The beginnings of the State of Israel, from the early 1940s into the 1970s, are brought home through home movies and other rare footage in the documentary Israel: A Home Movie. The Jewish Community Center of Greater New Haven and Yale’s Joseph Slifka Center are co-sponsoring the screening, 7:30 p.m. at the Whitney Humanities Center (53 Wall Street, New Haven; 203-387-2522), part of the JCC’s Israeli Film Festival. $10.
Friday, May 10
New Haven Museum and the New Haven Preservation Trust are co-sponsoring a walking tour of “Court Street: The Model City’s Model Project,” led by preservationist and historian Douglas Royalty. The walk begins at the Columbus statue in Wooster Square Park at 12 p.m. Pre-registration is required; email email@example.com or call (203) 562-5919.
Clear across town, a whole other kind of walk, the 16th annual Westville Village Artwalk, begins tonight with festivities from 5-10 p.m. and struts for another six hours tomorrow (11 a.m. to 5 p.m.). There are multiple live music stages, dozens of art vendors, special exhibitions at galleries in the neighborhood and lots of activities for artists and non-artists alike.
If you prefer your artists to be European, deceased, and hanging in museums rather than Westville storefronts, there’s an international symposium at Yale this weekend held in conjunction with the current Yale Center for British Art exhibit, Edwardian Opulence. The keynote speaker is Angus Trumble, the YCBA’s senior curator of Paintings & Sculpture, speaking on “The Rhythm of Time in the Arts of Edwardian Britain.” The symposium as a whole is titled with the provocative question “The End of an Era? New Perspectives on Edwardian Art,” and takes up most of Saturday, from 9:30 a.m. to 5 p.m. The event is free, but advance registration is required. 1080 Chapel Street, New Haven. (203) 432-2800.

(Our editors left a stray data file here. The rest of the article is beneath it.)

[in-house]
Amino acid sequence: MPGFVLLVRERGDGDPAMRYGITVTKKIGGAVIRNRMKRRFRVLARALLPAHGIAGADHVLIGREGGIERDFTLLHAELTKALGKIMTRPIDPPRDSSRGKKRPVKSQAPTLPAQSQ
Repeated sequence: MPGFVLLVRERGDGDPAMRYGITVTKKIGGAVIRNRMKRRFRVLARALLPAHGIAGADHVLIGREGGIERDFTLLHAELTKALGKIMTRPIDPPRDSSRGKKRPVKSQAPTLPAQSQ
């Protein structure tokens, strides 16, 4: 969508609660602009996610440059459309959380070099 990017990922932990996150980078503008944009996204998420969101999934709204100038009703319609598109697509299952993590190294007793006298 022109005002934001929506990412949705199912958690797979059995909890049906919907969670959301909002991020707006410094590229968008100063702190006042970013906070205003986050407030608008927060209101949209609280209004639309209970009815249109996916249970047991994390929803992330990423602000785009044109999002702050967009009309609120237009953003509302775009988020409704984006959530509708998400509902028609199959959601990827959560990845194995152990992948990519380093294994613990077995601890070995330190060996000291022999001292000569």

Vanessa Hollingshead is the daughter of Michael Hollingshead, the hallucinogens specialist who personally gave Timothy Leary, Allen Ginsberg, Keith Richards and many others their first doses of LSD. Vanessa has her own mode of mind expansion: stand-up comedy. She starts a two-night, three-show stand at the Joker’s Wild comedy club tonight. Performances are tonight at 8 pm. and Saturday at 8 & 10:30 p.m. Sean Morton is also on the bill. $18. 232 Wooster Street, New Haven. (203) 773-0733.
Saturday, May 11
You have to reside or go to school in Connecticut to enter the Renee B. Fisher Competition for Young Pianists. There are divisions for elementary and middle schools, high schools, and those who perform new works. The winners perform tonight for free, 7:30 p.m. at Neighborhood Music School (100 Audubon Street, New Haven; 203-624-5189).
Big Sandy & His Fly-Rite Boys, that versatile pop/rock/rockabilly/R&B/soul/harmony band from Anaheim, California, have been together 25 years, and are celebrating by… doing what they’d be doing anyway: touring and recording. The new album is an all-acoustic affair titled What a Dream It’s Been. Sandy and the boys fly rite into Cafe Nine tonight for a 9 p.m. show, with opening act Girls, Guns and Glory. $15, $12 in advance. 250 State Street, New Haven. (203) 789-8281.
Sunday, May 12
Neighborhood Music School, which hosted the winners recital for the Renee B. Fisher Competition for Young Pianists yesterday (May 11) at its own 100 Audubon Street headquarters, shifts locations today to Yale’s Battell Chapel (400 College Street, New Haven) for its Greater New Haven Youth Ensembles Spring Concert. The four audition-based NMS ensembles—the Concert Band, the Symphonic Wind Ensemble, the Concert Orchestra and the Youth Orchestra—perform at Battell starting at 2 p.m.
Written by Christopher Arnott.